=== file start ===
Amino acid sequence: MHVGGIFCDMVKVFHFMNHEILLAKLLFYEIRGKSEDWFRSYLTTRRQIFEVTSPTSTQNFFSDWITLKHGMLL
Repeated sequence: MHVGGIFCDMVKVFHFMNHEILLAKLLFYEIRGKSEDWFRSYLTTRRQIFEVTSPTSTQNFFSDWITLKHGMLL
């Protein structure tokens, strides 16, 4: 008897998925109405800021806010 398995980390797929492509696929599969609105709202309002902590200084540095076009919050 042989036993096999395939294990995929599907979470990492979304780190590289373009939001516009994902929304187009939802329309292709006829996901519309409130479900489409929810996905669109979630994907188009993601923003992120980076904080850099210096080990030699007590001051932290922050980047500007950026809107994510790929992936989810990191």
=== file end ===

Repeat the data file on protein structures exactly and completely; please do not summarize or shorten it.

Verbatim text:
Amino acid sequence: MHVGGIFCDMVKVFHFMNHEILLAKLLFYEIRGKSEDWFRSYLTTRRQIFEVTSPTSTQNFFSDWITLKHGMLL
Repeated sequence: MHVGGIFCDMVKVFHFMNHEILLAKLLFYEIRGKSEDWFRSYLTTRRQIFEVTSPTSTQNFFSDWITLKHGMLL
């Protein structure tokens, strides 16, 4: 008897998925109405800021806010 398995980390797929492509696929599969609105709202309002902590200084540095076009919050 042989036993096999395939294990995929599907979470990492979304780190590289373009939001516009994902929304187009939802329309292709006829996901519309409130479900489409929810996905669109979630994907188009993601923003992120980076904080850099210096080990030699007590001051932290922050980047500007950026809107994510790929992936989810990191």